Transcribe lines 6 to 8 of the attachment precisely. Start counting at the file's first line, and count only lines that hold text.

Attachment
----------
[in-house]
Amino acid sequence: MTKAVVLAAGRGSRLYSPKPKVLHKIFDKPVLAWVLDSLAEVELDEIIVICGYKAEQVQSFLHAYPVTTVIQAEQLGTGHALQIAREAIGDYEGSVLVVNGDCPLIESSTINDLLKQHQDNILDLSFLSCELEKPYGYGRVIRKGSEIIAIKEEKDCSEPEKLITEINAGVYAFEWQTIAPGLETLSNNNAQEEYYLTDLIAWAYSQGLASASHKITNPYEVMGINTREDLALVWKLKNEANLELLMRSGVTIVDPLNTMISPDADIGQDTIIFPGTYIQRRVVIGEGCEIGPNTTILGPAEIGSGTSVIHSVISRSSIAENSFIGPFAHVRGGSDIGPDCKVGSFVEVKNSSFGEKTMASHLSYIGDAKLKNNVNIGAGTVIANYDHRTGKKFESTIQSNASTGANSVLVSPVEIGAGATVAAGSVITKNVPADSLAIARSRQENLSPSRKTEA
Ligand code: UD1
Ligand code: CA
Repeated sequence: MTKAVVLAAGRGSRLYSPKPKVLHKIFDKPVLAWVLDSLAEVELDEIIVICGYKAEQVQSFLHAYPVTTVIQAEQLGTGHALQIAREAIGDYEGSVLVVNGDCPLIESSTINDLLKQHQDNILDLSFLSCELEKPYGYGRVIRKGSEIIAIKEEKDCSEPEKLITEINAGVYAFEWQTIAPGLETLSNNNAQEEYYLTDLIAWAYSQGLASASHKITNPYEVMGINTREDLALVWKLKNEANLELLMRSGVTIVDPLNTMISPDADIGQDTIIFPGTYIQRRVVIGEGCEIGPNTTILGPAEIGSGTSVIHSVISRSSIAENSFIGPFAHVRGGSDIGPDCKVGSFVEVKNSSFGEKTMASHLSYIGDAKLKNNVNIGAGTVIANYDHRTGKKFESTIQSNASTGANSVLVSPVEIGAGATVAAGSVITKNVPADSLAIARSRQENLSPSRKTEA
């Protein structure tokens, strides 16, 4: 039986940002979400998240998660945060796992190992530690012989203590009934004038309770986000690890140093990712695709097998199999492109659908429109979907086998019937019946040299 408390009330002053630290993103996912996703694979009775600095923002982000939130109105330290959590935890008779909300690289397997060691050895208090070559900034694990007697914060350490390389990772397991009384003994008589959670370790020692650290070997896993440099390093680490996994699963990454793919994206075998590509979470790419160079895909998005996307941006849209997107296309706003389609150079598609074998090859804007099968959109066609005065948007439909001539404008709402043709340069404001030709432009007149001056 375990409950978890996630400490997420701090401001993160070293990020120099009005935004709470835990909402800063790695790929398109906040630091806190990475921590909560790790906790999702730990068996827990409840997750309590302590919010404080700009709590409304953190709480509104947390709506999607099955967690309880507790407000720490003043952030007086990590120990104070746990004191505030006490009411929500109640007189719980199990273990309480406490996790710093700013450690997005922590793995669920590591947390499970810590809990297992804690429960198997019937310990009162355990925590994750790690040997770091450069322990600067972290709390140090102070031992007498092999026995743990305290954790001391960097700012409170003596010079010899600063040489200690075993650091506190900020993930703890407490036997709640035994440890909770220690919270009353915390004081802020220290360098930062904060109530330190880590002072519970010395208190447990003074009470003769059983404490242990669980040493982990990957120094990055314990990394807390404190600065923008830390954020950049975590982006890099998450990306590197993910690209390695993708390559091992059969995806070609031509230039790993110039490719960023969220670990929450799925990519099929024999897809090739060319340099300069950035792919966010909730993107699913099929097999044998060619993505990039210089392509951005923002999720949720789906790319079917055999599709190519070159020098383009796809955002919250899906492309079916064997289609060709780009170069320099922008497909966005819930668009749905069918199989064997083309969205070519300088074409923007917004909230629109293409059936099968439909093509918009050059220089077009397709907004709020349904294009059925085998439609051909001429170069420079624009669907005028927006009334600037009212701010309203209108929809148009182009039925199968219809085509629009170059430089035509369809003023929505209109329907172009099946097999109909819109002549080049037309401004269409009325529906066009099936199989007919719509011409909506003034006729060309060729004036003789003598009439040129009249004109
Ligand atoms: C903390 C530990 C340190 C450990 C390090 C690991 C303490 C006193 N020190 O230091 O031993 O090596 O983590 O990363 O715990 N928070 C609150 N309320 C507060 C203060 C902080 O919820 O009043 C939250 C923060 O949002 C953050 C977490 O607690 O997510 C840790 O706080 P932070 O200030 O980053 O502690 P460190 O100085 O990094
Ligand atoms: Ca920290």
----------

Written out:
């Protein structure tokens, strides 16, 4: 039986940002979400998240998660945060796992190992530690012989203590009934004038309770986000690890140093990712695709097998199999492109659908429109979907086998019937019946040299 408390009330002053630290993103996912996703694979009775600095923002982000939130109105330290959590935890008779909300690289397997060691050895208090070559900034694990007697914060350490390389990772397991009384003994008589959670370790020692650290070997896993440099390093680490996994699963990454793919994206075998590509979470790419160079895909998005996307941006849209997107296309706003389609150079598609074998090859804007099968959109066609005065948007439909001539404008709402043709340069404001030709432009007149001056 375990409950978890996630400490997420701090401001993160070293990020120099009005935004709470835990909402800063790695790929398109906040630091806190990475921590909560790790906790999702730990068996827990409840997750309590302590919010404080700009709590409304953190709480509104947390709506999607099955967690309880507790407000720490003043952030007086990590120990104070746990004191505030006490009411929500109640007189719980199990273990309480406490996790710093700013450690997005922590793995669920590591947390499970810590809990297992804690429960198997019937310990009162355990925590994750790690040997770091450069322990600067972290709390140090102070031992007498092999026995743990305290954790001391960097700012409170003596010079010899600063040489200690075993650091506190900020993930703890407490036997709640035994440890909770220690919270009353915390004081802020220290360098930062904060109530330190880590002072519970010395208190447990003074009470003769059983404490242990669980040493982990990957120094990055314990990394807390404190600065923008830390954020950049975590982006890099998450990306590197993910690209390695993708390559091992059969995806070609031509230039790993110039490719960023969220670990929450799925990519099929024999897809090739060319340099300069950035792919966010909730993107699913099929097999044998060619993505990039210089392509951005923002999720949720789906790319079917055999599709190519070159020098383009796809955002919250899906492309079916064997289609060709780009170069320099922008497909966005819930668009749905069918199989064997083309969205070519300088074409923007917004909230629109293409059936099968439909093509918009050059220089077009397709907004709020349904294009059925085998439609051909001429170069420079624009669907005028927006009334600037009212701010309203209108929809148009182009039925199968219809085509629009170059430089035509369809003023929505209109329907172009099946097999109909819109002549080049037309401004269409009325529906066009099936199989007919719509011409909506003034006729060309060729004036003789003598009439040129009249004109
Ligand atoms: C903390 C530990 C340190 C450990 C390090 C690991 C303490 C006193 N020190 O230091 O031993 O090596 O983590 O990363 O715990 N928070 C609150 N309320 C507060 C203060 C902080 O919820 O009043 C939250 C923060 O949002 C953050 C977490 O607690 O997510 C840790 O706080 P932070 O200030 O980053 O502690 P460190 O100085 O990094
Ligand atoms: Ca920290």